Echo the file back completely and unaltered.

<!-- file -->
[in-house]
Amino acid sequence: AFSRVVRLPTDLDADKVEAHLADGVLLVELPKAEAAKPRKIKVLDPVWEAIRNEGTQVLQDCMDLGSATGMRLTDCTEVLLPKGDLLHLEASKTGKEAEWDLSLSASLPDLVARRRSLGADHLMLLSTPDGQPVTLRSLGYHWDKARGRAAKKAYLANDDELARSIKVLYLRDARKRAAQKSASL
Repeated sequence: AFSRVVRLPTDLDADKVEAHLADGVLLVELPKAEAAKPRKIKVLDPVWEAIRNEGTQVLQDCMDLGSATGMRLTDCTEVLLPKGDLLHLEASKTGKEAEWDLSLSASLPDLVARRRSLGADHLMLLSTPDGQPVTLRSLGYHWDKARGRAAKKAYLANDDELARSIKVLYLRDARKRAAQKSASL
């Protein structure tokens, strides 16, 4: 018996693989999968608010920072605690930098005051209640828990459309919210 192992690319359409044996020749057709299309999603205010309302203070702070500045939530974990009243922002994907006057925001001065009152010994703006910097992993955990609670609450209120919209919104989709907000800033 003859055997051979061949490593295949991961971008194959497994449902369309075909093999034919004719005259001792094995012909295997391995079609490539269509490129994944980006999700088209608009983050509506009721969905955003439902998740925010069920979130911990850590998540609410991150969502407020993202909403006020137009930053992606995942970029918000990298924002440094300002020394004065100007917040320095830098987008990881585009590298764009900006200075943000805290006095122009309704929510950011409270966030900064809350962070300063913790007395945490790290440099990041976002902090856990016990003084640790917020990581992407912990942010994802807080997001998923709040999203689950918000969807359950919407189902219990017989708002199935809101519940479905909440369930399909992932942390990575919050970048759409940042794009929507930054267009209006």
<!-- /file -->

[in-house]
Amino acid sequence: AFSRVVRLPTDLDADKVEAHLADGVLLVELPKAEAAKPRKIKVLDPVWEAIRNEGTQVLQDCMDLGSATGMRLTDCTEVLLPKGDLLHLEASKTGKEAEWDLSLSASLPDLVARRRSLGADHLMLLSTPDGQPVTLRSLGYHWDKARGRAAKKAYLANDDELARSIKVLYLRDARKRAAQKSASL
Repeated sequence: AFSRVVRLPTDLDADKVEAHLADGVLLVELPKAEAAKPRKIKVLDPVWEAIRNEGTQVLQDCMDLGSATGMRLTDCTEVLLPKGDLLHLEASKTGKEAEWDLSLSASLPDLVARRRSLGADHLMLLSTPDGQPVTLRSLGYHWDKARGRAAKKAYLANDDELARSIKVLYLRDARKRAAQKSASL
């Protein structure tokens, strides 16, 4: 018996693989999968608010920072605690930098005051209640828990459309919210 192992690319359409044996020749057709299309999603205010309302203070702070500045939530974990009243922002994907006057925001001065009152010994703006910097992993955990609670609450209120919209919104989709907000800033 003859055997051979061949490593295949991961971008194959497994449902369309075909093999034919004719005259001792094995012909295997391995079609490539269509490129994944980006999700088209608009983050509506009721969905955003439902998740925010069920979130911990850590998540609410991150969502407020993202909403006020137009930053992606995942970029918000990298924002440094300002020394004065100007917040320095830098987008990881585009590298764009900006200075943000805290006095122009309704929510950011409270966030900064809350962070300063913790007395945490790290440099990041976002902090856990016990003084640790917020990581992407912990942010994802807080997001998923709040999203689950918000969807359950919407189902219990017989708002199935809101519940479905909440369930399909992932942390990575919050970048759409940042794009929507930054267009209006």